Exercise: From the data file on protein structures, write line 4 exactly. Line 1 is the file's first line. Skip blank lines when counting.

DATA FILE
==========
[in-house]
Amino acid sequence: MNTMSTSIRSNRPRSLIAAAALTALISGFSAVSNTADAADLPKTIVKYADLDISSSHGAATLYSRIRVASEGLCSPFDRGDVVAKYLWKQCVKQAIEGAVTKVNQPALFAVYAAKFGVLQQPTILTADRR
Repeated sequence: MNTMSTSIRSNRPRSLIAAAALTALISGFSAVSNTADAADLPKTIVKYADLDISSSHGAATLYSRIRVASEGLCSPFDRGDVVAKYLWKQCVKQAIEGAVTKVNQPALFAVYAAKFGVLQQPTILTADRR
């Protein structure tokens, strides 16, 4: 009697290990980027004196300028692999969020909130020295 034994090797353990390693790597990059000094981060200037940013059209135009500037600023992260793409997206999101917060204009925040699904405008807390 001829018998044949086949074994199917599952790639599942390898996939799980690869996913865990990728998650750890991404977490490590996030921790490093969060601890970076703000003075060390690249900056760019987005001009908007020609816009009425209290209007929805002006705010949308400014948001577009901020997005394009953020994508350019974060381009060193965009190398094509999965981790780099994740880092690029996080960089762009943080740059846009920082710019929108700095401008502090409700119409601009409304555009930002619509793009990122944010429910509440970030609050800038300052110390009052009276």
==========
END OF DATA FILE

């Protein structure tokens, strides 16, 4: 009697290990980027004196300028692999969020909130020295 034994090797353990390693790597990059000094981060200037940013059209135009500037600023992260793409997206999101917060204009925040699904405008807390 001829018998044949086949074994199917599952790639599942390898996939799980690869996913865990990728998650750890991404977490490590996030921790490093969060601890970076703000003075060390690249900056760019987005001009908007020609816009009425209290209007929805002006705010949308400014948001577009901020997005394009953020994508350019974060381009060193965009190398094509999965981790780099994740880092690029996080960089762009943080740059846009920082710019929108700095401008502090409700119409601009409304555009930002619509793009990122944010429910509440970030609050800038300052110390009052009276």